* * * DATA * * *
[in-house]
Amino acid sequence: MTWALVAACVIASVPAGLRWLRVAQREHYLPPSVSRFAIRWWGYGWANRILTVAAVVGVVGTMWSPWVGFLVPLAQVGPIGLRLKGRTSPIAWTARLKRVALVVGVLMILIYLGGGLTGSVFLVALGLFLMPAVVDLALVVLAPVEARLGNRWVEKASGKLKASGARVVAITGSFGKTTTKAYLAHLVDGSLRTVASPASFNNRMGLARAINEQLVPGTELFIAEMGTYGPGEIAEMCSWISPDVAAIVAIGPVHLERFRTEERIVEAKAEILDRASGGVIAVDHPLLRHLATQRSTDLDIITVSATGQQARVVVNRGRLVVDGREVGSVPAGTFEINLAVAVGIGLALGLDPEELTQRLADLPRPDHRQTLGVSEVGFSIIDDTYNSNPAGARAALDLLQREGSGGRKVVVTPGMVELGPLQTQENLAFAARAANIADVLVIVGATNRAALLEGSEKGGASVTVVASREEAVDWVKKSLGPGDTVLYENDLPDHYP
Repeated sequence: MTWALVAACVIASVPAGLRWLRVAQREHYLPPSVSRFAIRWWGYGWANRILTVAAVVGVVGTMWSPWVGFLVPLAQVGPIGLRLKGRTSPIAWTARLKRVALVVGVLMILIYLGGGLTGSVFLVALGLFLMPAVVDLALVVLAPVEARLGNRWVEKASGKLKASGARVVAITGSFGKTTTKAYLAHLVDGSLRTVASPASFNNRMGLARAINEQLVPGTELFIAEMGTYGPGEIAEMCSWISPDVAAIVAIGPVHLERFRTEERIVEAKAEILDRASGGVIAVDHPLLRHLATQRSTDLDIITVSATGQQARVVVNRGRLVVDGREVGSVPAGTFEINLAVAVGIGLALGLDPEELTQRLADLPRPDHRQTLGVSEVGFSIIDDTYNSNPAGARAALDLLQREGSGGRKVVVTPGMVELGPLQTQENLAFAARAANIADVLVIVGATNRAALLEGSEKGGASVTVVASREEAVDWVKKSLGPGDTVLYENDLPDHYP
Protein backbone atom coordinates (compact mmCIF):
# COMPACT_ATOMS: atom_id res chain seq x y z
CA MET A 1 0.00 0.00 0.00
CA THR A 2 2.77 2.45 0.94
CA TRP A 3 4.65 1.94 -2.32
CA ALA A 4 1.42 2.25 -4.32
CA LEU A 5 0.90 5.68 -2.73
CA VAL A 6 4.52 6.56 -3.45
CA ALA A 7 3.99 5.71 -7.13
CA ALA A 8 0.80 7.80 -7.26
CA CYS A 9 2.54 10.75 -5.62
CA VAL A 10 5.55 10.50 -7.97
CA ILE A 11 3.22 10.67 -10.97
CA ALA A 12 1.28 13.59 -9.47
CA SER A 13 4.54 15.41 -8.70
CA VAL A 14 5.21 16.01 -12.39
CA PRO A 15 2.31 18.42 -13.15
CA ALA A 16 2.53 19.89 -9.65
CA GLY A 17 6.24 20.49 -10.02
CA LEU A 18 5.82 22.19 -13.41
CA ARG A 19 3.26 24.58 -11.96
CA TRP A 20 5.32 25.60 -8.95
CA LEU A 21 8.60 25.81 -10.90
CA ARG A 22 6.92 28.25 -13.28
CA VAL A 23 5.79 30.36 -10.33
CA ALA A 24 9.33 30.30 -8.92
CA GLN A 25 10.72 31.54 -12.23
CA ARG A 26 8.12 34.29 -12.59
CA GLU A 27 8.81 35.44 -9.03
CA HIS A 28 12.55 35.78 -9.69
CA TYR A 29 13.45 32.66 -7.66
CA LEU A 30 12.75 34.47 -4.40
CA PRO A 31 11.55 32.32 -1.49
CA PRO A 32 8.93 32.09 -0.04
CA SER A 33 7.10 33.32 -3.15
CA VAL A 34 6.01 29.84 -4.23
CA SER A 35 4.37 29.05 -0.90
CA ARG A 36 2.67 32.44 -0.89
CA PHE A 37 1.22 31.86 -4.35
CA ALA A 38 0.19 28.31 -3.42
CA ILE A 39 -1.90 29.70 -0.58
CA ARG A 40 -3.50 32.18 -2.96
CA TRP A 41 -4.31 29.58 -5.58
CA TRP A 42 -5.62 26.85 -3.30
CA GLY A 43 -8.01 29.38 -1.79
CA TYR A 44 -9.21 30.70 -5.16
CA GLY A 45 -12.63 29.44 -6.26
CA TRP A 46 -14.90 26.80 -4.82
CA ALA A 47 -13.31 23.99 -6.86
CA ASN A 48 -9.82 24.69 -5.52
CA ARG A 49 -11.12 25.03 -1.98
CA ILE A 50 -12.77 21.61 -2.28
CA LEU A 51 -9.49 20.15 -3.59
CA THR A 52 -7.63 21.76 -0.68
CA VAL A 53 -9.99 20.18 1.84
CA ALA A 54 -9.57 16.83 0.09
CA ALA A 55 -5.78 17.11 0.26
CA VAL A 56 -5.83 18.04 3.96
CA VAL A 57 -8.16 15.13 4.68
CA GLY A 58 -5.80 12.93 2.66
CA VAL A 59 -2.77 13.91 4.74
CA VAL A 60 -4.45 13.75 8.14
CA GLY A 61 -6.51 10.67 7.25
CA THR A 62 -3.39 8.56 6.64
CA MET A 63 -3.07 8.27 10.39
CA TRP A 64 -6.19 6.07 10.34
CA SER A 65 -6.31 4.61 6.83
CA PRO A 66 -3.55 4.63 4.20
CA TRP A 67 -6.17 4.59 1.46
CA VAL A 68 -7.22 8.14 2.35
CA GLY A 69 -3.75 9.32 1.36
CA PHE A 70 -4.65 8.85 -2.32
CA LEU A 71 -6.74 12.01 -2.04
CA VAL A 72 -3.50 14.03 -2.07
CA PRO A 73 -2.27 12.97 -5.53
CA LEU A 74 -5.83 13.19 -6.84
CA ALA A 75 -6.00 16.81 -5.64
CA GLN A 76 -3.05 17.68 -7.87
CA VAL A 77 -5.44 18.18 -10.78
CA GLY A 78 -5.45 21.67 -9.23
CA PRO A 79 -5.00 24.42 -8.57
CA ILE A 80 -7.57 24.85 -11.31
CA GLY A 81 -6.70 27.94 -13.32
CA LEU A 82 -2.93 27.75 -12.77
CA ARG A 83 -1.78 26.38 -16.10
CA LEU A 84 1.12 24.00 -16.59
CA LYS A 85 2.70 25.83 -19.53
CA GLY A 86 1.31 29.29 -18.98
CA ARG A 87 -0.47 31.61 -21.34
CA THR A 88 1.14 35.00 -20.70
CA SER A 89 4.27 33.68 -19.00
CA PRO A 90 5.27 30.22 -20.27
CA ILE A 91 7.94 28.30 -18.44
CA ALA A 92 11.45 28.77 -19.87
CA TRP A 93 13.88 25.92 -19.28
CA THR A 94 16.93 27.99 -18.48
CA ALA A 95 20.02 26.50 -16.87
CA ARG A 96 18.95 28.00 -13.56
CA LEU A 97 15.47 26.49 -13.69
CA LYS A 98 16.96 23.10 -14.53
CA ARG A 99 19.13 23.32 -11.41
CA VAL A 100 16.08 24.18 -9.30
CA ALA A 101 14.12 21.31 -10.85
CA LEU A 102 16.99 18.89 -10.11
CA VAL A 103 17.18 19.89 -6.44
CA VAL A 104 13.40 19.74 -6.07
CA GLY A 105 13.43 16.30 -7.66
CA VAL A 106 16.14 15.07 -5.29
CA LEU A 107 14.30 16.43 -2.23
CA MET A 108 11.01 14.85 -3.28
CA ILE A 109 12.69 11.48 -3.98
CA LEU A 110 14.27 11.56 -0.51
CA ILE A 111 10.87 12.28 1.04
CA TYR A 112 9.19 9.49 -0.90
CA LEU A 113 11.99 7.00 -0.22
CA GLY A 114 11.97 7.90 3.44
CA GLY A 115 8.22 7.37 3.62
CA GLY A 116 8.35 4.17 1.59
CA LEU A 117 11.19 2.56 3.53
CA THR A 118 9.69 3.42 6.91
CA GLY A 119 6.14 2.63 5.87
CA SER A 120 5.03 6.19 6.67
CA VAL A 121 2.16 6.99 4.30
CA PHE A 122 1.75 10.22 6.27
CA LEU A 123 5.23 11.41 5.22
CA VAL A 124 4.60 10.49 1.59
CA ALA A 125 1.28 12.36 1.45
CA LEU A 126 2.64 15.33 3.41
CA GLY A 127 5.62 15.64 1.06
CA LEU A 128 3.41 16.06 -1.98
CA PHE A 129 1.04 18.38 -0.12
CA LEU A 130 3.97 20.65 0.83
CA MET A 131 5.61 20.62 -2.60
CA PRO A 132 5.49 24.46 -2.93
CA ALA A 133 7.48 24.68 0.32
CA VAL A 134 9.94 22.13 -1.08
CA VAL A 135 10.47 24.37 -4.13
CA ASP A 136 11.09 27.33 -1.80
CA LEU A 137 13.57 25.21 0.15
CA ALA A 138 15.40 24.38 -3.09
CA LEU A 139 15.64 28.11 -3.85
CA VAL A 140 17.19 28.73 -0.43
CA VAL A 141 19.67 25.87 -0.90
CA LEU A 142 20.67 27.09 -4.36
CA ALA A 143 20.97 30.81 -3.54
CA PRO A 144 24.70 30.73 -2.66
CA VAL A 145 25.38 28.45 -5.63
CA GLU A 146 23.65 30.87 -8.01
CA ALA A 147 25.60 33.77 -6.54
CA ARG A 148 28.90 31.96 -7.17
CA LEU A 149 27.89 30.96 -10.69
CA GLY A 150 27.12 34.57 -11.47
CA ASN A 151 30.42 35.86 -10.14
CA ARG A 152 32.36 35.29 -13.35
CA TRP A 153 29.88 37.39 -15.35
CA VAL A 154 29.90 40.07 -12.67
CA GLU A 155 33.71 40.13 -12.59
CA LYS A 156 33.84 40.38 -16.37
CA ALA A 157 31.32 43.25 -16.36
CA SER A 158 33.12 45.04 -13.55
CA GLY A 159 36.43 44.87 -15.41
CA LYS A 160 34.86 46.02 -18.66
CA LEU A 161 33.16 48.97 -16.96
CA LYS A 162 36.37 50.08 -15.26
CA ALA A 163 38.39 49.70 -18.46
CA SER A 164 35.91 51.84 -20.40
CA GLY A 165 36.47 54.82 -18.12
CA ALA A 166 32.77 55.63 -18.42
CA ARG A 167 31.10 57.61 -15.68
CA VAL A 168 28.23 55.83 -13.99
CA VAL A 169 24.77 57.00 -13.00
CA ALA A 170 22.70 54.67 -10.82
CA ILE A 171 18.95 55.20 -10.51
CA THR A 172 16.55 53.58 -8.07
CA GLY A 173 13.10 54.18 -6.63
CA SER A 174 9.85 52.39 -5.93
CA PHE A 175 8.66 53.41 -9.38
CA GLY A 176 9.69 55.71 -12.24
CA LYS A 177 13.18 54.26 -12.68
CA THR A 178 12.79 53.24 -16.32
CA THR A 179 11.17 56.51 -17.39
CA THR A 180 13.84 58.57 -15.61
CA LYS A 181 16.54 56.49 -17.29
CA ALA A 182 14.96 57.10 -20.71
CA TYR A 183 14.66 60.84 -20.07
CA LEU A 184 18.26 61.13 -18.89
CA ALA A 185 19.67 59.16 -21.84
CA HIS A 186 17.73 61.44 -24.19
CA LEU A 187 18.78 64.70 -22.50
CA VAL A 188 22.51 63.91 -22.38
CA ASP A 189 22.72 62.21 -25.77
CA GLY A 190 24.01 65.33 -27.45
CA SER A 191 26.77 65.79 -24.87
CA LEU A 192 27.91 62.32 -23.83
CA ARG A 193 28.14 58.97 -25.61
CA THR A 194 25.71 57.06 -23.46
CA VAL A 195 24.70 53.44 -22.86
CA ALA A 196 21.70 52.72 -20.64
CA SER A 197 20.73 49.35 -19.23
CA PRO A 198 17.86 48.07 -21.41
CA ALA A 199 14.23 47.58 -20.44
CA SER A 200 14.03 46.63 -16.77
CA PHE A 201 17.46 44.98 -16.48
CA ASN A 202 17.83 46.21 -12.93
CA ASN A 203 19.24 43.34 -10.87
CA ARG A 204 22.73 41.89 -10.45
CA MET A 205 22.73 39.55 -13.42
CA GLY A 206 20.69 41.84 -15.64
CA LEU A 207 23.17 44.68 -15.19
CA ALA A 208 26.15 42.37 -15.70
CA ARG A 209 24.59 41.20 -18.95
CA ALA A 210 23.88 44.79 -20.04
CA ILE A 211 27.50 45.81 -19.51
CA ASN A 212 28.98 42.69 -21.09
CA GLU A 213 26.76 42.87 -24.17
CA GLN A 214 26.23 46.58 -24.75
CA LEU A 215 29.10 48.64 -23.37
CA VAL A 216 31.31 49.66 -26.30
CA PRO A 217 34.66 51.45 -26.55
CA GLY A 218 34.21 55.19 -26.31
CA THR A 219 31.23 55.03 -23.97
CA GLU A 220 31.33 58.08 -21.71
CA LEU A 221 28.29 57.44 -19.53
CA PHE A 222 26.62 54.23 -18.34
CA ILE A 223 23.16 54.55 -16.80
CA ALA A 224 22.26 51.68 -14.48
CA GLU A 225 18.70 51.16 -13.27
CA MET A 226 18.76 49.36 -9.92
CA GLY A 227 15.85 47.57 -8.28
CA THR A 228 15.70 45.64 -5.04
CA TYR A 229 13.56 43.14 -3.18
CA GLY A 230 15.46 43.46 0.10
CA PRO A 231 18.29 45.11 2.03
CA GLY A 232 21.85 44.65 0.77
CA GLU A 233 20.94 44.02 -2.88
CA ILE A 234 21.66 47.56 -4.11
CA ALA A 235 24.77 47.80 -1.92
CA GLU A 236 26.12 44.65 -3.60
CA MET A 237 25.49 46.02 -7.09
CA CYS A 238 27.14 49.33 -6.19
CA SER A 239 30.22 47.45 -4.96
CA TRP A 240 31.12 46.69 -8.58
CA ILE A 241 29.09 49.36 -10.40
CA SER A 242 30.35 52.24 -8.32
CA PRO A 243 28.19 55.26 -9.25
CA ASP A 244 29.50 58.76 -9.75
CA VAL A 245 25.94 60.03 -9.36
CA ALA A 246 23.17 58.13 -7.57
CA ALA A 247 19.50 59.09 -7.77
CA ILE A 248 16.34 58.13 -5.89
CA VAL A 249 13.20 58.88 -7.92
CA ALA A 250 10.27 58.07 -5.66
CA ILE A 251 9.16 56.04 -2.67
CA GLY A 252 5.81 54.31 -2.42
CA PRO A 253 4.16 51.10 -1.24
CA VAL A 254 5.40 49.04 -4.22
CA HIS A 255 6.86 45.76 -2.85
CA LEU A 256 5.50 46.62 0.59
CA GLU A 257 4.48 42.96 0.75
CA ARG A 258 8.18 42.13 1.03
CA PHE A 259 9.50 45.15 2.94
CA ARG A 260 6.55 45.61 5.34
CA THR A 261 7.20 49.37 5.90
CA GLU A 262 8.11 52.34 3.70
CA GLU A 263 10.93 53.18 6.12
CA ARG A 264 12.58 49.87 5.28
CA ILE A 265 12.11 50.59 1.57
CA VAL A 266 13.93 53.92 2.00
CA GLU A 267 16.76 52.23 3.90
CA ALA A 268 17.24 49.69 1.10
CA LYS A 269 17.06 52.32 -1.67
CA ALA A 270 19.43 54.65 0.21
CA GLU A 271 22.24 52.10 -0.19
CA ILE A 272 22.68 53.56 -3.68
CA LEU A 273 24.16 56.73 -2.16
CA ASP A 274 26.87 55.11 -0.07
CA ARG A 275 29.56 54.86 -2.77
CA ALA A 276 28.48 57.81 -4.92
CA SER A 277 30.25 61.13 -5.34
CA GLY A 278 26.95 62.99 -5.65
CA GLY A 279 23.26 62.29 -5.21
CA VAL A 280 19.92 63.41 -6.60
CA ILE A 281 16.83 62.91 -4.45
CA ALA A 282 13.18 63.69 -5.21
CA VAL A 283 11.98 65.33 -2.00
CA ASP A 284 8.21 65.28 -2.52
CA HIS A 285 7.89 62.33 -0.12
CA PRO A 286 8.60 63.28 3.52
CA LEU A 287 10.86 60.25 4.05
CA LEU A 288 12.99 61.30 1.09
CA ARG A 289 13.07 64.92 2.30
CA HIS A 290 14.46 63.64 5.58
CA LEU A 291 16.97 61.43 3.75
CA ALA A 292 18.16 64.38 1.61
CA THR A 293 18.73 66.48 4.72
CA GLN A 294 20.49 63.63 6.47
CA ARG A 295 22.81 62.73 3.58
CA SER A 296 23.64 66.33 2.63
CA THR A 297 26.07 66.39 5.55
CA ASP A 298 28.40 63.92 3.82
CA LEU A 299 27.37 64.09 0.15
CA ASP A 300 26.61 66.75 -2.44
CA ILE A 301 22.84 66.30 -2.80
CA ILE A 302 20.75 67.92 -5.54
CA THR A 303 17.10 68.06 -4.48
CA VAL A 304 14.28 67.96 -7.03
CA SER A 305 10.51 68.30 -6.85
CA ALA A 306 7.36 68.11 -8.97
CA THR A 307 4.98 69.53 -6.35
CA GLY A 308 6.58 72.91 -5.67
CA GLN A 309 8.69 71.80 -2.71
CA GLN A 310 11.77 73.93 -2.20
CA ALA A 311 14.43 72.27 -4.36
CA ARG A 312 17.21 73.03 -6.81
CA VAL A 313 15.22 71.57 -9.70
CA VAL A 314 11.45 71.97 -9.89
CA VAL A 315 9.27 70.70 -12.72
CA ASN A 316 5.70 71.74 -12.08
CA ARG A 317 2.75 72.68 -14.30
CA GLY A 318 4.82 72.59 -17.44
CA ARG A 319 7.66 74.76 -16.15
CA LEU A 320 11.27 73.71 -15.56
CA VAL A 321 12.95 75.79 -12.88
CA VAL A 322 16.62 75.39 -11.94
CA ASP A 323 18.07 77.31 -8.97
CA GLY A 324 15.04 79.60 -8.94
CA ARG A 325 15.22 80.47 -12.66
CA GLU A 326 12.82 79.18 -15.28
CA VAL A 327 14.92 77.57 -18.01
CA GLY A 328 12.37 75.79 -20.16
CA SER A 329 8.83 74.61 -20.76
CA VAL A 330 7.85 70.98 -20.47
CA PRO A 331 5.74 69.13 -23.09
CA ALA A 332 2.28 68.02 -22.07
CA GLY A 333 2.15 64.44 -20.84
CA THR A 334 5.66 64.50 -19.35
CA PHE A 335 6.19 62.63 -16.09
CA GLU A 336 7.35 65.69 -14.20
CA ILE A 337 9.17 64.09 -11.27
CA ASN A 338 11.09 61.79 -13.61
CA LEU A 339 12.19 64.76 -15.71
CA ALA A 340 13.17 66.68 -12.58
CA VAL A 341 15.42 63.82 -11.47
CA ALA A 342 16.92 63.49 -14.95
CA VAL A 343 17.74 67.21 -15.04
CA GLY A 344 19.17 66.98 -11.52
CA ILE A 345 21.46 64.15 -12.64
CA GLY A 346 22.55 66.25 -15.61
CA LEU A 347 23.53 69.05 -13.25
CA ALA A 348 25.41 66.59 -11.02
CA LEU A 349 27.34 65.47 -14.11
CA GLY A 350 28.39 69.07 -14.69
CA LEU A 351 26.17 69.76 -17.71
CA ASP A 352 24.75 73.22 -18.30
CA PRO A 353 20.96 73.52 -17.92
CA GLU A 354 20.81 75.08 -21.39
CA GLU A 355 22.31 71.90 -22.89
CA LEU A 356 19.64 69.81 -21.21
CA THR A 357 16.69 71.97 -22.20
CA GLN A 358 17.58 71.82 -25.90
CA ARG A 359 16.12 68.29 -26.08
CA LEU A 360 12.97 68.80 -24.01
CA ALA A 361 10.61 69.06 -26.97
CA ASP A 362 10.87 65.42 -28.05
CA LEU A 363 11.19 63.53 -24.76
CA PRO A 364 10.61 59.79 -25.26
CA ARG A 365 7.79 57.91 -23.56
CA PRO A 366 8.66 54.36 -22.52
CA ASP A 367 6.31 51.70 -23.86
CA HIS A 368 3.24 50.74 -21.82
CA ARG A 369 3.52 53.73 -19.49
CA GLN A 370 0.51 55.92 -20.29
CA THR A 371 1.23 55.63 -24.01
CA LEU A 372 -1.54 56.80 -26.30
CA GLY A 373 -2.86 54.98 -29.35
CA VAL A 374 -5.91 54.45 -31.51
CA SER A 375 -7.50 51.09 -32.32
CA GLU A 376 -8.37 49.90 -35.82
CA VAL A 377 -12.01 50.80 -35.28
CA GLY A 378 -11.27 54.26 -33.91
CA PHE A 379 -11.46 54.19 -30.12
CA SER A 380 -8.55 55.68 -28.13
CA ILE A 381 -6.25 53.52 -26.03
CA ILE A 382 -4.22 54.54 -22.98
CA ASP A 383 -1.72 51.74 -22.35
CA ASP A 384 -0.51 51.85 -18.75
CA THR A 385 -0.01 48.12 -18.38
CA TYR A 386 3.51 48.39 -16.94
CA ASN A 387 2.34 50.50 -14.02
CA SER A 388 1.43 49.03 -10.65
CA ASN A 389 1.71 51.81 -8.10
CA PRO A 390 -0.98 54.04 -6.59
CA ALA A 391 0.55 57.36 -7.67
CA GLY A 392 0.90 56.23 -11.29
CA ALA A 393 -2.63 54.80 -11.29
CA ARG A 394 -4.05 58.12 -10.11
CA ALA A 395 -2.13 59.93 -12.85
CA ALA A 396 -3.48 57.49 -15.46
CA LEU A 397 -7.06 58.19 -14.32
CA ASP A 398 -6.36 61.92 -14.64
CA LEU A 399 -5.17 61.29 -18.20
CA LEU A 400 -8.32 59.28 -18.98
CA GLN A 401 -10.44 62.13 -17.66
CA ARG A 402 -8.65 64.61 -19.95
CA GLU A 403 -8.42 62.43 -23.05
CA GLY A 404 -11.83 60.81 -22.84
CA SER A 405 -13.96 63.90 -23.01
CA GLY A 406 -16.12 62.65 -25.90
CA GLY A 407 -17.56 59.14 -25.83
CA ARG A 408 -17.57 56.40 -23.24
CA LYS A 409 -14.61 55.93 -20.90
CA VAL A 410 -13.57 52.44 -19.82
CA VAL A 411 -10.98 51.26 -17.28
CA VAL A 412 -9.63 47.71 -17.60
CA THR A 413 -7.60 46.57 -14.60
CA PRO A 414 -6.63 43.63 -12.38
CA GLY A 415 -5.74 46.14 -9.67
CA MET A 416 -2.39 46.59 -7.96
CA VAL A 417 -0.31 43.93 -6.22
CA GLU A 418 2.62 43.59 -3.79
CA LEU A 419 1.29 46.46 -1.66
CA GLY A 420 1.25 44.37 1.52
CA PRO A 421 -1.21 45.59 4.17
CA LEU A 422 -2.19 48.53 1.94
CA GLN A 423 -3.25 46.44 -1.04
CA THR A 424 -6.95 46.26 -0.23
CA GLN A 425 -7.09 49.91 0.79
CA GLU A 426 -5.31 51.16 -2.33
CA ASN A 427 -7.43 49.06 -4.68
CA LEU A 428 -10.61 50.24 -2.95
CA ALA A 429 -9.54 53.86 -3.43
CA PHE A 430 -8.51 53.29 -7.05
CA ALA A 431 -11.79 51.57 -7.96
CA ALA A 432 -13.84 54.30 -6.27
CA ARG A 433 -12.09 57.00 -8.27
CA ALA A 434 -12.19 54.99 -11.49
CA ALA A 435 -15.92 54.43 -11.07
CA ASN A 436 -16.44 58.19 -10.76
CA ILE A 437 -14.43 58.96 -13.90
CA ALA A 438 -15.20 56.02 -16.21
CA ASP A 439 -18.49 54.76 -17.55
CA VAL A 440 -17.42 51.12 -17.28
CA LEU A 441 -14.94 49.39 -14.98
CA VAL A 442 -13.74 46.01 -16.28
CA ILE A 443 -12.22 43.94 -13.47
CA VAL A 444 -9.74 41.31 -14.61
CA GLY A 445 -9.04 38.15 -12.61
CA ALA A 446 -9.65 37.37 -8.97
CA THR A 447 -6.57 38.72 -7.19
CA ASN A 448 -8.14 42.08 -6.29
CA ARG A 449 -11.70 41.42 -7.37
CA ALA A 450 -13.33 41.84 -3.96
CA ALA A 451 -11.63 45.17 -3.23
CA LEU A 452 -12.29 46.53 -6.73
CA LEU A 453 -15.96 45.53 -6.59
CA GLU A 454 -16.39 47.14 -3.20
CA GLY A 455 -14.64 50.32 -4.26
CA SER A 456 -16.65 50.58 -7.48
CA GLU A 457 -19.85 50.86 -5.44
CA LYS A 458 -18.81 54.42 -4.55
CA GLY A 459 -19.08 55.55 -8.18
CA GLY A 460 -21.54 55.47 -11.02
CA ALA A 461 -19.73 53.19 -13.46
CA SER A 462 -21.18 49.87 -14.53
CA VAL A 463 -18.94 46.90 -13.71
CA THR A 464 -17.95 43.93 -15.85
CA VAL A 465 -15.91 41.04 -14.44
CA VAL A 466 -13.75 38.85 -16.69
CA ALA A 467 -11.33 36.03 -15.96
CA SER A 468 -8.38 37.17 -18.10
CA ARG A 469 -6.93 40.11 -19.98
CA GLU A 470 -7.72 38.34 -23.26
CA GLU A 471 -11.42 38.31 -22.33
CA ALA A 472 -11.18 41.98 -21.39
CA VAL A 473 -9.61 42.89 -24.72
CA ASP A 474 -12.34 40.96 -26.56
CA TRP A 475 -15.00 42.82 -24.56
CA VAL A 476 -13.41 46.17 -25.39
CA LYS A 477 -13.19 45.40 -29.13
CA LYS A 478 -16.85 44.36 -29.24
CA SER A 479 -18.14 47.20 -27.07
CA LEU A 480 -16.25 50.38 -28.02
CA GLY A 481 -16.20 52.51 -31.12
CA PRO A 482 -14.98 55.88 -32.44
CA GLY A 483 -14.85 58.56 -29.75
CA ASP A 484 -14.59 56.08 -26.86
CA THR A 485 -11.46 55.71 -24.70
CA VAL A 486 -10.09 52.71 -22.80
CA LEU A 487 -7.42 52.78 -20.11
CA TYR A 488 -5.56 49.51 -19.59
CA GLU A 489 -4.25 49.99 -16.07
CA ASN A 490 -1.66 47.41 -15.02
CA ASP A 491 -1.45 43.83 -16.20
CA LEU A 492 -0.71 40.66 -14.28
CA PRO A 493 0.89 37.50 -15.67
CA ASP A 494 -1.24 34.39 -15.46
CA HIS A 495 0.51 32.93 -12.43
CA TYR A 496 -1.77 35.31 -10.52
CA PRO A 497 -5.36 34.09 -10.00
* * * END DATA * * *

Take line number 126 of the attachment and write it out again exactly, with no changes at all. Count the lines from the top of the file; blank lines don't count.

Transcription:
CA VAL A 121 2.16 6.99 4.30